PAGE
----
radioactivemouse
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I actually disagree...

Mr. ShinyObject wrote:
Card Games is a very broad genre. Honestly my two favorite card games are Love Letter and Magic: The Gathering, which besides being card games are entirely unalike.

I think the essence of a card game is it's portability and ease of use. All you need is usually the deck itself, and most of the cards have their rules written right on them. So keeping that in mind, I'd say an ideal card game would be pretty short, though it would take longer for more experienced players, and with minimal setup rules. I'd say Fluxx is a good example of the quintessential card game, though personally I dislike it's tendency to abruptly change direction mid-game.

I actually disagree with card games being, in essence, portable. There are many card games like Dominion, Xenoshyft, Thunderstone, and Imperial Settlers that are quite "fumbly" if you're planning on taking them on a trip (not to mention its expansions). Not that they are bad games, but portable is hardly a word I'd use for card games...I'd like portability as a very strong quality, but it's certainly not its essence.

Soulfinger
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radioactivemouse wrote:I

radioactivemouse wrote:
I actually disagree with card games being, in essence, portable. There are many card games like Dominion, Xenoshyft, Thunderstone, and Imperial Settlers that are quite "fumbly" if you're planning on taking them on a trip (not to mention its expansions). Not that they are bad games, but portable is hardly a word I'd use for card games...I'd like portability as a very strong quality, but it's certainly not its essence.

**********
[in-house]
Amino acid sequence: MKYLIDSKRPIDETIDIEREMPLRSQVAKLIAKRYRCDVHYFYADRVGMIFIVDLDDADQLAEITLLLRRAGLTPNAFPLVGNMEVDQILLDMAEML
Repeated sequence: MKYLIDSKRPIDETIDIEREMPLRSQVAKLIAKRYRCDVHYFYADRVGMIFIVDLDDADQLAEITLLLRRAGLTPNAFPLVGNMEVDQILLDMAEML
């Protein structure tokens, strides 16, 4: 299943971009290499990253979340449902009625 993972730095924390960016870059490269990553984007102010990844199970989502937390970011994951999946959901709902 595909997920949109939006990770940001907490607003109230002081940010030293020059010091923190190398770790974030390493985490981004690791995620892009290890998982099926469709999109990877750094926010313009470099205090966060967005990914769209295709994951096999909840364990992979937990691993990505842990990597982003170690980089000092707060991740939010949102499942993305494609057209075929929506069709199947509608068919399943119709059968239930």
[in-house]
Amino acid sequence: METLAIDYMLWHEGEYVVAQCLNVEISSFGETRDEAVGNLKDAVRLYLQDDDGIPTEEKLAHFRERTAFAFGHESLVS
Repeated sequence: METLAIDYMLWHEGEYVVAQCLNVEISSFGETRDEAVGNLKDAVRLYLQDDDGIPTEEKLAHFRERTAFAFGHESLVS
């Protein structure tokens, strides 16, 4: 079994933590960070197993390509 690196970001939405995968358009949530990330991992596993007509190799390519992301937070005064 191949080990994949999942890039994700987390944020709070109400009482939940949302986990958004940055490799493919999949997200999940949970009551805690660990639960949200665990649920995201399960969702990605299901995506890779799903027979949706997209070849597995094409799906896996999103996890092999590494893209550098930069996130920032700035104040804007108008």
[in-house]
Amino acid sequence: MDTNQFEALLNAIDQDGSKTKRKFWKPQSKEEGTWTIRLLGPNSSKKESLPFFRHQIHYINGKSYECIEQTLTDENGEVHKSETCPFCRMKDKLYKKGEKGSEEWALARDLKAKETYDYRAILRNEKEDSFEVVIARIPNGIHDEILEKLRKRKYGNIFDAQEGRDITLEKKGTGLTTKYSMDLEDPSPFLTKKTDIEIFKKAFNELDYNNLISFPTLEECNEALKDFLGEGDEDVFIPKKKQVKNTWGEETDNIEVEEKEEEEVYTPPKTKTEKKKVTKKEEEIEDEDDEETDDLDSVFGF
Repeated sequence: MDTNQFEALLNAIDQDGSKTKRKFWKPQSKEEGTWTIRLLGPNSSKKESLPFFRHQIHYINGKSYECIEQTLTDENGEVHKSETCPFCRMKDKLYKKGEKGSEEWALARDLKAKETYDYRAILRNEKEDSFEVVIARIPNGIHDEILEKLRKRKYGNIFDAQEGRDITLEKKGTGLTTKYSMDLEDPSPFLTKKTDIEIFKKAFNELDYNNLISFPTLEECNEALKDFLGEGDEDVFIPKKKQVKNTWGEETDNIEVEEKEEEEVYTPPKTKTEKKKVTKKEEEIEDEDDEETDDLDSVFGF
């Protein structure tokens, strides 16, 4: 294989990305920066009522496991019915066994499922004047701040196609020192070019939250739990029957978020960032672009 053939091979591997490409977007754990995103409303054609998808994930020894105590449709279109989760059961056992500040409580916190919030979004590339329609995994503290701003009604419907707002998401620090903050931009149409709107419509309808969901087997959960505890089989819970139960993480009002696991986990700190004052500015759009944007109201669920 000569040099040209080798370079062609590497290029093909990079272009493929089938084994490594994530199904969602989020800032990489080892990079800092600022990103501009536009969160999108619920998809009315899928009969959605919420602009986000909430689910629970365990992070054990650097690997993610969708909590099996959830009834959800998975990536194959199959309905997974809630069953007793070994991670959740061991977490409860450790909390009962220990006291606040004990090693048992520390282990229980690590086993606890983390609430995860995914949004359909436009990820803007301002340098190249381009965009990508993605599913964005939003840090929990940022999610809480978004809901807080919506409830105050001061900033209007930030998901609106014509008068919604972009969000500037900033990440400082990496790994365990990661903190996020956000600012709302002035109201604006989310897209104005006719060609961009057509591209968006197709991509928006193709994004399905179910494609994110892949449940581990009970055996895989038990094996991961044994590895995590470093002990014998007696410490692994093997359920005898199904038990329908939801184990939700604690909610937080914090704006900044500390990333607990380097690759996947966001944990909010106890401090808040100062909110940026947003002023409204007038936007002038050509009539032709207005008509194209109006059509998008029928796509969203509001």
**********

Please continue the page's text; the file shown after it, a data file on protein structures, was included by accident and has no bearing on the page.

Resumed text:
That is an excellent point. Compactness is an element of portability. What does it matter if the game fits inside a matchbook if the play space occupies a pool table? I would like to see more games that can be played on the scale of a game of poker without a dozen chits or play zones.

Kirkatronics
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Joined: 09/12/2016
Portability is something I've

Portability is something I've never really thought about.
What play area would you consider portable?

A game I'm developing uses 4 cards dealt face up by each player. A deck contains at least 8 cards.

Mr. ShinyObject
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Joined: 09/07/2016
I guess what I mean by

I guess what I mean by portable is that by nature a card game (usually) doesn't need a board or player pieces or dice, meaning that they are very good at being able to just... play. Occasionally you need a big space, but setup usually just involves separating out card types and shuffling.

I agree with Soulfinger that Poker-sized games, both in terms of play area and time, is a good standard. The multiple, short rounds also makes it easy to quit playing whenever it's convenient.